Genes as gerontological variables: Uniform genotypes

Gerald E. McClearn, Scott M. Hofer

Research output: Contribution to journalArticlepeer-review

8 Scopus citations


Genetic conceptualizations and procedures have become integral to the conduct of research across the spectrum of life sciences, including gerontology, even when genetics is not the focus of inquiry. Among the research tools thus provided, one of the most basic is that of inbred strains. A close approximation to genetic uniformity is achieved by a sufficient number of successive generations of matings of relatives, and, once this near-uniformity is attained, the members of an inbred strain constitute a reference group relatively stable over time and available to diverse investigators. Different inbred strains possess different genotypes, so that numerous distinctive reference groups are available. The stability of these groups enhances prospects of replication-testing, and makes possible the focused accumulation of pertinent data. Phenotypic differences among strains identify particular groups that can be most appropriate for particular subsequent research objectives (and also provide ipso facto evidence of genetic influence on the phenotype). The very substantial advantages of the uniform genotypes provided by inbred strains (and by their F1 offspring) are purchased at the cost of limited generalizability of results and constraints on assessment of co-variation among variables. Uniform genotypes are, thus, not a tool for all purposes but must be seen as a powerful basic tool within an abundant genetic tool-kit. Particular research purposes will require use of more than one tool from the kit.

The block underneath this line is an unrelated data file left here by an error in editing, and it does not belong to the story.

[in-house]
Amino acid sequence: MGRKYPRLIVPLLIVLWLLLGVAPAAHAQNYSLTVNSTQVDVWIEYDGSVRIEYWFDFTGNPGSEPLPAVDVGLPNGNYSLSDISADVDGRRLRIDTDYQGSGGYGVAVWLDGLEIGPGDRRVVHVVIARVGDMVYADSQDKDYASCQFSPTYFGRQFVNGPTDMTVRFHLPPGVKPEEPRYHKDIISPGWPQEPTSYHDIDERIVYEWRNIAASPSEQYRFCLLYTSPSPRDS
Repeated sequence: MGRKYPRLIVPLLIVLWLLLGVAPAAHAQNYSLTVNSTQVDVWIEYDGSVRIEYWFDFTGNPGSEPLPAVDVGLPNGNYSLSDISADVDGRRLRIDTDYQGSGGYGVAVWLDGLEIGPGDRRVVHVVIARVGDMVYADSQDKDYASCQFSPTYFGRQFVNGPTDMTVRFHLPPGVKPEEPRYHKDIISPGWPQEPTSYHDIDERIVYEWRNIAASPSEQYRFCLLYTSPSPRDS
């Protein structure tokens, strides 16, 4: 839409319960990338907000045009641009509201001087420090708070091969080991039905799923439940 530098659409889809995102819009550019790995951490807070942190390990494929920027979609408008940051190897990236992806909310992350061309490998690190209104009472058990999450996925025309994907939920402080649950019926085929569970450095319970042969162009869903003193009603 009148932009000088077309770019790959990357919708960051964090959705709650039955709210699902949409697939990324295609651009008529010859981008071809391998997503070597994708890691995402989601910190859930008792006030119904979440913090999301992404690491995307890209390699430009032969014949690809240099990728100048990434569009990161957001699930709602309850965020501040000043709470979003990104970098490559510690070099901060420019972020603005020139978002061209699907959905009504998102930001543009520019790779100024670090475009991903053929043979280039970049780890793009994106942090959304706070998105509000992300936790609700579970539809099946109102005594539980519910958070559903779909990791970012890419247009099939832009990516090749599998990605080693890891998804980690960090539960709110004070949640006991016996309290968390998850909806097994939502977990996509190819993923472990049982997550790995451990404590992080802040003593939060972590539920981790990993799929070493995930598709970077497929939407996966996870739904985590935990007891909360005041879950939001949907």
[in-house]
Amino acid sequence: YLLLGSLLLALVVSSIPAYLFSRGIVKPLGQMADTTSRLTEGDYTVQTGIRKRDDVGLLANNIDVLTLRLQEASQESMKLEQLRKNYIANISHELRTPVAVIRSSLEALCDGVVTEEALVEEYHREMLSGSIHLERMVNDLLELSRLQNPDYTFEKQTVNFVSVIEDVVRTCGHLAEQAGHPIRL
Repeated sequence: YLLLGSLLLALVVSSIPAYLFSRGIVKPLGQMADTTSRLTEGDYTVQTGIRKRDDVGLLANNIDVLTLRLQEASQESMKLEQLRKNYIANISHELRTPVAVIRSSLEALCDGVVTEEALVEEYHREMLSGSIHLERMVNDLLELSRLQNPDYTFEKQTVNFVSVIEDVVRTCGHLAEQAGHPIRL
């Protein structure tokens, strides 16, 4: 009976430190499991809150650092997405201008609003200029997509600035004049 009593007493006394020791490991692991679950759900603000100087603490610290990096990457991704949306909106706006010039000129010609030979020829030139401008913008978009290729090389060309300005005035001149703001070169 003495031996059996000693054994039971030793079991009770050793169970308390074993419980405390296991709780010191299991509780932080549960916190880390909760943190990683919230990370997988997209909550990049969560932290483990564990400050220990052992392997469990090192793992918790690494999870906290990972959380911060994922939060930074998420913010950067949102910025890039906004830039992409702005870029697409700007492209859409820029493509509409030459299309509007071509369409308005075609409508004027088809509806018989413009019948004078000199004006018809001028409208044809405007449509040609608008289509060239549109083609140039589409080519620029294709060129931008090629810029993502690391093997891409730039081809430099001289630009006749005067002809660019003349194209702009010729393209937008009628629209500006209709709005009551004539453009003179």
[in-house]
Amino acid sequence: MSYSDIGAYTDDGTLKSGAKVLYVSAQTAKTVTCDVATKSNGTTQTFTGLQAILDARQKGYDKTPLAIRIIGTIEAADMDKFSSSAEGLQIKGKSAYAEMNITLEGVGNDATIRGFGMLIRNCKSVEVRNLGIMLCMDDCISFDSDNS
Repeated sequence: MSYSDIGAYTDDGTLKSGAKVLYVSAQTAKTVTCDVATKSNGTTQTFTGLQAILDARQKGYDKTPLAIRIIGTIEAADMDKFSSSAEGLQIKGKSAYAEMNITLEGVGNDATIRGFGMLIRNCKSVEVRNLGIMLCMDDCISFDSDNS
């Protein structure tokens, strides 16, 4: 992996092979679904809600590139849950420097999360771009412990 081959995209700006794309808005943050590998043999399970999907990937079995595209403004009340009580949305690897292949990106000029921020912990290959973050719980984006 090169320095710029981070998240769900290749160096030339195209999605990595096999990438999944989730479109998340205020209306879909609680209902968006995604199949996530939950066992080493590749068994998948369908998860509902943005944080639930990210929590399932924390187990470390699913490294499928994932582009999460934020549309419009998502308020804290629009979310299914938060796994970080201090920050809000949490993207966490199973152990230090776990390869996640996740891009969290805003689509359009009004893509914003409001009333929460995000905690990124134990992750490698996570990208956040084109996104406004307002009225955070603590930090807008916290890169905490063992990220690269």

Original languageEnglish (US)
Pages (from-to)95-104
Number of pages10
JournalNeurobiology of Aging
Issue number2
StatePublished - 1999
Externally publishedYes


  • Aging
  • Animal models
  • Inbred strains

ASJC Scopus subject areas

  • Neuroscience(all)
  • Aging
  • Clinical Neurology
  • Developmental Biology
  • Geriatrics and Gerontology


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